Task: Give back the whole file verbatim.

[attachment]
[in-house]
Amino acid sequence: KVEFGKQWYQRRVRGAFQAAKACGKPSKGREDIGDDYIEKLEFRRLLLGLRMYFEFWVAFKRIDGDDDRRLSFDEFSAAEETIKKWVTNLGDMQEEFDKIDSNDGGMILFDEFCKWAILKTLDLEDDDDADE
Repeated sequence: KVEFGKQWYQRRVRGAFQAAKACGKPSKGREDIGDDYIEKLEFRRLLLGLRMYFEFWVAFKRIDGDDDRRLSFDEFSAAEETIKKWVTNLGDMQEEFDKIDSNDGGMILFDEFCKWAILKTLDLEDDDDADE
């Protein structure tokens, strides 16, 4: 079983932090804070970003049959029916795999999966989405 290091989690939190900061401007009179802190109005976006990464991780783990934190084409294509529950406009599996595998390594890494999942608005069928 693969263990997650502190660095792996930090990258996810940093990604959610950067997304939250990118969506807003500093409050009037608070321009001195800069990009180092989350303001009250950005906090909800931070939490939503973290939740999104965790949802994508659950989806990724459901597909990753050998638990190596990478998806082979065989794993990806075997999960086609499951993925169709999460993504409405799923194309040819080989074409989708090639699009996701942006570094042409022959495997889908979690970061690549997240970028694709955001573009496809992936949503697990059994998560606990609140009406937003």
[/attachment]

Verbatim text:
[in-house]
Amino acid sequence: KVEFGKQWYQRRVRGAFQAAKACGKPSKGREDIGDDYIEKLEFRRLLLGLRMYFEFWVAFKRIDGDDDRRLSFDEFSAAEETIKKWVTNLGDMQEEFDKIDSNDGGMILFDEFCKWAILKTLDLEDDDDADE
Repeated sequence: KVEFGKQWYQRRVRGAFQAAKACGKPSKGREDIGDDYIEKLEFRRLLLGLRMYFEFWVAFKRIDGDDDRRLSFDEFSAAEETIKKWVTNLGDMQEEFDKIDSNDGGMILFDEFCKWAILKTLDLEDDDDADE
């Protein structure tokens, strides 16, 4: 079983932090804070970003049959029916795999999966989405 290091989690939190900061401007009179802190109005976006990464991780783990934190084409294509529950406009599996595998390594890494999942608005069928 693969263990997650502190660095792996930090990258996810940093990604959610950067997304939250990118969506807003500093409050009037608070321009001195800069990009180092989350303001009250950005906090909800931070939490939503973290939740999104965790949802994508659950989806990724459901597909990753050998638990190596990478998806082979065989794993990806075997999960086609499951993925169709999460993504409405799923194309040819080989074409989708090639699009996701942006570094042409022959495997889908979690970061690549997240970028694709955001573009496809992936949503697990059994998560606990609140009406937003």